While scouring the floors of Eurogamer Expo the other week, Gizmag couldn't pass up an opportunity to get hands-on with a PlayStation 4 running a demo of Assassin's Creed 4, which, despite being the fifth Assassin's Creed sequel (don't ask), turned out to be one of the most intriguing games on show at the event. No, really.
You must learn control
Before we get onto the game, I want to mention the bit of the PlayStation 4 I was allowed to get hands-on with: the control pad, unsurprisingly. This is one aspect of the console that I was particularly curious about because, for me at least, it was one of the few* meaningful differentiating factors between the Xbox 360 and PlayStation 3 that has resulted in my Xbox Live gamerscore rocketing up at the sort of rate I wish my salary had done since it launched in 2005 (the 360, not my career – and yes, now that you mention it, perhaps that's no coincidence.) My PlayStation Network trophy cabinet, on the other hand, is about as populated as Middlesborough FC's. Apologies to our American and Aussie readers, and those from elsewhere. You'll just have to think of a sports team from your own country that is as successful as Middlesborough (i.e. not remotely).
Happily, the PlayStation 4's DualShock 4 controller is a significant improvement from its predecessors, which, except for the addition of the analog thumbsticks to the original PlayStation controller to create the original DualShock, have changed relatively little. This is an altogether meatier, ergonomic, and, dare I say it, Xboxy affair. The buttons all depress pleasingly, and the sticks and triggers feel excellently weighted. Overall, this feels like a gamepad better suited to the predominant genres of the day, which tend to involve making a little man (or very occasionally woman) run around and shoot things.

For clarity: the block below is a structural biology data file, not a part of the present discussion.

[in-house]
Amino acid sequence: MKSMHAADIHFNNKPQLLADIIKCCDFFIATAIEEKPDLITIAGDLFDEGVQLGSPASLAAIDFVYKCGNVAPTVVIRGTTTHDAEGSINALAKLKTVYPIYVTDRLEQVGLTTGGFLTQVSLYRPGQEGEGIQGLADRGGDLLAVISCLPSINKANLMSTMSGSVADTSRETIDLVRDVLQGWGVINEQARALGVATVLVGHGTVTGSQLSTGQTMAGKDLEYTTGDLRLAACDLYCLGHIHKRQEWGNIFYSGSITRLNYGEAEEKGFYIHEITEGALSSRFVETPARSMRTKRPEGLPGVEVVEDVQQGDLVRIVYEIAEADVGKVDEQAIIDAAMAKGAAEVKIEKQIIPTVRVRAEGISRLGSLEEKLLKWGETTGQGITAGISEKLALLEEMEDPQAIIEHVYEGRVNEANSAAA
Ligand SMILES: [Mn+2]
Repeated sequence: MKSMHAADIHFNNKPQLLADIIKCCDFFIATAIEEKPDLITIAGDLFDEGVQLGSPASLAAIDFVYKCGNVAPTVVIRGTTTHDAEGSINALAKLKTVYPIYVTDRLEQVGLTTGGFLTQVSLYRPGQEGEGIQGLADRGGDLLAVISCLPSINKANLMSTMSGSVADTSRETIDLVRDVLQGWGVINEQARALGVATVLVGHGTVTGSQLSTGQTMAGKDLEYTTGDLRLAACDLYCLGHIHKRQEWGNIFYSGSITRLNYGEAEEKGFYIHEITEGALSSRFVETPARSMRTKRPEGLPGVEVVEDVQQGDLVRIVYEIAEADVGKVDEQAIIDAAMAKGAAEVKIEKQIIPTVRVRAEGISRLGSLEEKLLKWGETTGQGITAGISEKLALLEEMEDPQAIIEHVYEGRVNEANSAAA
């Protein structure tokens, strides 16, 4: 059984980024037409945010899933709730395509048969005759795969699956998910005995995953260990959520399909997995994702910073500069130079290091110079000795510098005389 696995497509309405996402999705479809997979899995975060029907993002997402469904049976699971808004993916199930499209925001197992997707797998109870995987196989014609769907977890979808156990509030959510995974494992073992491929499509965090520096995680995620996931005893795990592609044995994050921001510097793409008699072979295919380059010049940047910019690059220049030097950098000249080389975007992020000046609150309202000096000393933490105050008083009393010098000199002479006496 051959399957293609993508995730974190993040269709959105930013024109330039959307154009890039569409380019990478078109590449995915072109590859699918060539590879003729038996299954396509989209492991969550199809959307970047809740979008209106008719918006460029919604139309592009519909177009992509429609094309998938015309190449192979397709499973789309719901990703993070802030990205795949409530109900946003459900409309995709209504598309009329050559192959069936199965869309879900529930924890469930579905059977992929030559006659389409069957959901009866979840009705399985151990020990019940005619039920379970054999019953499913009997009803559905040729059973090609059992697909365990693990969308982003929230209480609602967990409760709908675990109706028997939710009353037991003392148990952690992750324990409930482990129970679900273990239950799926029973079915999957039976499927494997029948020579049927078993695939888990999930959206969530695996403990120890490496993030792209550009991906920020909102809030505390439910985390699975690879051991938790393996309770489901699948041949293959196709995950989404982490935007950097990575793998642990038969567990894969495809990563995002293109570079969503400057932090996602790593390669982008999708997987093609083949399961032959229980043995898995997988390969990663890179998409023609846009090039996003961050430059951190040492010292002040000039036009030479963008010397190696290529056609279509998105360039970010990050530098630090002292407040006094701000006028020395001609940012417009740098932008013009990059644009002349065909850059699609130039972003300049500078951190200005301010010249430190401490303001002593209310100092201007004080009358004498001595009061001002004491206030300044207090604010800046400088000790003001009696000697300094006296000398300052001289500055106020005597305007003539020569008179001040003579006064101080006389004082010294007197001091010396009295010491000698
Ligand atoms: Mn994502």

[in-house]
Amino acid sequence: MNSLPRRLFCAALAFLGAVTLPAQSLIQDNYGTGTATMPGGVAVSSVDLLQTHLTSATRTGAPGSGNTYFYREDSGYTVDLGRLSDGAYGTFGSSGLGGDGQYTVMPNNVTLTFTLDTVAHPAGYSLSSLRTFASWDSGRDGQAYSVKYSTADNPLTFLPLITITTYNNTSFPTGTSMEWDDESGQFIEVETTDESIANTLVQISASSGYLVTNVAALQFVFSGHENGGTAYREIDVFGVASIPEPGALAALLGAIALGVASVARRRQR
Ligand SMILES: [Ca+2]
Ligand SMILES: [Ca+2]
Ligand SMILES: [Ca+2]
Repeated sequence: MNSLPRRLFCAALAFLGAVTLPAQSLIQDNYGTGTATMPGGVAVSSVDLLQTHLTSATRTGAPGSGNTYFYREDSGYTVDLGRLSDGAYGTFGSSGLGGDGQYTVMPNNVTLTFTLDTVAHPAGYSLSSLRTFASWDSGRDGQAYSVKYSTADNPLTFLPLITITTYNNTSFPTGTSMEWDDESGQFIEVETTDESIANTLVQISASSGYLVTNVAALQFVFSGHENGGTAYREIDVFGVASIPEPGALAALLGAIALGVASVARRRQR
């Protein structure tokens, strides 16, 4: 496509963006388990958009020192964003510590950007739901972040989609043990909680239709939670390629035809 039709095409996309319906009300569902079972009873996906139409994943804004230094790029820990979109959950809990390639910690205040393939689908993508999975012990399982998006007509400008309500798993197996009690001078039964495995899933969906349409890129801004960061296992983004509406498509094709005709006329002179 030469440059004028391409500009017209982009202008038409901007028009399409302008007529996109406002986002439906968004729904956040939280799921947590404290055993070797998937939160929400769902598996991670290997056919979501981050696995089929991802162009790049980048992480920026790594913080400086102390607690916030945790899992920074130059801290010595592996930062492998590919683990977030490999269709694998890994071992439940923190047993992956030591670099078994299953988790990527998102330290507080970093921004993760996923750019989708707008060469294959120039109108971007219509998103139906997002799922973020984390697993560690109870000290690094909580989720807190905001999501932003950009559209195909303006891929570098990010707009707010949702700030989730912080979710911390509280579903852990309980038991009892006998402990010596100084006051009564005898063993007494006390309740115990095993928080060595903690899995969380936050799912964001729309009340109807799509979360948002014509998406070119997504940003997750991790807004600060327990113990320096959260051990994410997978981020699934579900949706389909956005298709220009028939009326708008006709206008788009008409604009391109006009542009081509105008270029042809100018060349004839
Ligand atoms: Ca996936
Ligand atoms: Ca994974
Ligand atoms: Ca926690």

However, the DualShock 4 fixes only one of two of the DualShock's major failings. Finally, thankfully, the main triggers are concave rather than convex so that your index fingers won't be inclined to slip off them when held down for extended periods (do any Gran Turismo players not know what I'm talking about?).
But, alas, the left analog stick remains in the wrong place, with the d-pad instead positioned under the natural resting place of the left thumb. Clearly this is subjective, but though Sony has claimed that the DualShock 4 has been play tested beyond the nth degree (and doubtless it has), one can't help but wonder if aesthetics, or perhaps branding, has taken precedence over ergonomics. Perhaps I'm in the minority, and more gamers out there use the d-pad more than they do the left analog stick. In the West, I somehow doubt it. However, the fact remains that the controller represents a significant step up, while sacrificing none of the functionality of the DualShock 3.